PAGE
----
There are of course exceptions to this, which is pretty inevitable considering the way the book is put together, there are so many characters and a good deal of them play very small roles and don’t get to say much. Galton Nye, for example, is a right wing Christian minister whose daughter rebels against her parents. His character is an entirely two dimensional straw man type, and feels like a bunch of the most negative, unpleasant traits propped up into a paper-thin excuse for a character. This is the complete opposite of Irene Casey, the mother of the titular character, who is written in a way that constantly evades falling into the pit of cliché, despite how easy it would be to turn her into a caricature of a red-neck-ish mother and wife who only bounces like a tennis ball between those two roles.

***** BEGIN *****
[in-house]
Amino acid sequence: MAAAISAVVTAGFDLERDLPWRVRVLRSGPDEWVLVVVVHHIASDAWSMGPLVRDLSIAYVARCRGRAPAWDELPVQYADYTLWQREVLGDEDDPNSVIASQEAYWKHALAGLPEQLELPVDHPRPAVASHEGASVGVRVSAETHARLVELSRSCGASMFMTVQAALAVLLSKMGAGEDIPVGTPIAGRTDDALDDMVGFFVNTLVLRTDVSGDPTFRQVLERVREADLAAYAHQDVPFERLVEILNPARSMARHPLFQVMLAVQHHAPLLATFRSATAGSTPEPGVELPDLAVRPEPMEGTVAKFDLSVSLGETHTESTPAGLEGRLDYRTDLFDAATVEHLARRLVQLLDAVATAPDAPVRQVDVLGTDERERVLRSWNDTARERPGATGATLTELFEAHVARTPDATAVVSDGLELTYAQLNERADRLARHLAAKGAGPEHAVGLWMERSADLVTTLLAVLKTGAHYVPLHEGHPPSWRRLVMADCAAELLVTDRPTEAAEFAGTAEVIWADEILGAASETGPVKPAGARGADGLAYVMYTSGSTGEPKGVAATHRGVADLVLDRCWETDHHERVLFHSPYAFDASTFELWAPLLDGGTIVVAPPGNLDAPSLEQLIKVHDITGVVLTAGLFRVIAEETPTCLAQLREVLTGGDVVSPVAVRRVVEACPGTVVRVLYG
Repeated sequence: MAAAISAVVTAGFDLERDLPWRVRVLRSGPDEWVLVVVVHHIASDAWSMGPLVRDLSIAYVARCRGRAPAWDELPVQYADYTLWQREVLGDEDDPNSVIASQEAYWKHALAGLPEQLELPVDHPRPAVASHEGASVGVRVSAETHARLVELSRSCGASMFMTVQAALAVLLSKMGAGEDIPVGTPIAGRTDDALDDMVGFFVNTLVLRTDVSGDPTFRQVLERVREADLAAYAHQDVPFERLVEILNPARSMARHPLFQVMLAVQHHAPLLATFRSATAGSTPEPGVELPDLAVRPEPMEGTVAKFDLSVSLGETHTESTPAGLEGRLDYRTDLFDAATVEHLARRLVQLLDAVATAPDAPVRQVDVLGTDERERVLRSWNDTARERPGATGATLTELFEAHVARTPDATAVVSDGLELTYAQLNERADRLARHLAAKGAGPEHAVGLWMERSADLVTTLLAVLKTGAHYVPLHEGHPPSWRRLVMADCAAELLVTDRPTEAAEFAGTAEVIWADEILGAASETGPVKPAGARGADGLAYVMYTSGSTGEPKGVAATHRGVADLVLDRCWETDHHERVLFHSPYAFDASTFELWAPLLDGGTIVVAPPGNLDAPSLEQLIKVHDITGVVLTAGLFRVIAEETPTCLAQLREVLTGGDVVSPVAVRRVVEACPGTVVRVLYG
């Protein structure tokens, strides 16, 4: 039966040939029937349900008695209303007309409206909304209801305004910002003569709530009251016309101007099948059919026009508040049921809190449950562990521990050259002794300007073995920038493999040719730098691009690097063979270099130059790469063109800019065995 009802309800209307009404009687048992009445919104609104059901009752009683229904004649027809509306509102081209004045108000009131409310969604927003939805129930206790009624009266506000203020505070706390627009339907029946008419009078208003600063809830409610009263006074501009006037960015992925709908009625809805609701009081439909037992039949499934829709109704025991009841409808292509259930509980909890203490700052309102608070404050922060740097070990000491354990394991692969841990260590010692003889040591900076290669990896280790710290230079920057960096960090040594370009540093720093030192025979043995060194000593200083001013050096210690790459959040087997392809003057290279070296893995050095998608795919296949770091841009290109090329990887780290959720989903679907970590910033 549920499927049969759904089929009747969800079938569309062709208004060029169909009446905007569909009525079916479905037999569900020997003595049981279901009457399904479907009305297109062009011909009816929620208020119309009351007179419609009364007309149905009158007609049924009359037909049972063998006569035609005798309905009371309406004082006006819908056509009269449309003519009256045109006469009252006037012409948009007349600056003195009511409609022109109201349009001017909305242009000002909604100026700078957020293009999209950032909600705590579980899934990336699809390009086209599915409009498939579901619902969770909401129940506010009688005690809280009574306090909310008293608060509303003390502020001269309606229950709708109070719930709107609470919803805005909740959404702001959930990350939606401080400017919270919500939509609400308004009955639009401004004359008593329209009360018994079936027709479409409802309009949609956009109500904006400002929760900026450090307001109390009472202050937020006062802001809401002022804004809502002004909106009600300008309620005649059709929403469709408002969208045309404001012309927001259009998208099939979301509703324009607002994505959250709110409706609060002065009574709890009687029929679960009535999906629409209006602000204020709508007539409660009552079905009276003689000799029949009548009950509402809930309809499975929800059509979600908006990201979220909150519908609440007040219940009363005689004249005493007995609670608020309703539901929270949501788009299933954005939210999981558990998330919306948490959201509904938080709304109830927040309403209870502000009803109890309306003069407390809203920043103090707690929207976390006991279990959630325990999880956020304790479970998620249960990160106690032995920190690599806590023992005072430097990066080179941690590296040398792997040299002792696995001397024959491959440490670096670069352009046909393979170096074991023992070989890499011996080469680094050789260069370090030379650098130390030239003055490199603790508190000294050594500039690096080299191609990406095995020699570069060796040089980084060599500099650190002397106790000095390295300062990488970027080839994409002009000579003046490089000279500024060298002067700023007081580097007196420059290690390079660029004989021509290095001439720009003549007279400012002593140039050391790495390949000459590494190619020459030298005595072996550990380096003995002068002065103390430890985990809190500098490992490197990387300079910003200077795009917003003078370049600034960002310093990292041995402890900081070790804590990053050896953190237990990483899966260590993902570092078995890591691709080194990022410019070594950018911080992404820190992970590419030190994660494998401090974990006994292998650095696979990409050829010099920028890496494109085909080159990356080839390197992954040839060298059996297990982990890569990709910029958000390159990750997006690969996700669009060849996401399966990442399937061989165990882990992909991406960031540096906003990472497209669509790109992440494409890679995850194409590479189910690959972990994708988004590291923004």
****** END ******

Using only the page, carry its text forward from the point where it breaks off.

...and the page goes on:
Conversely, the believability of the world Palahniuk has built may be one of the novel’s greatest strengths but also exposes a weakness – his attempts to reconnect his fiction with the real world can be problematic. The attempts at academic writing that crop up from time to time – due to the myriad “contributors” who write paragraphs in the novel – are, for the most part, just unbelievable, whether they’re too stylised or just over-simplified and clumsy. But the most grating part, for myself at least, is the way Palahnuik delivers his observations or speculations on humanity. I just have never been convinced by his philosophies, and perhaps this is a position that I’ve arrived at only because of outside sources twisting his words and adopting very crude and basic forms of nilhism that makes the interesting, complex versions boring. Or perhaps Palahniuk’s observations are just too simplistic to begin with.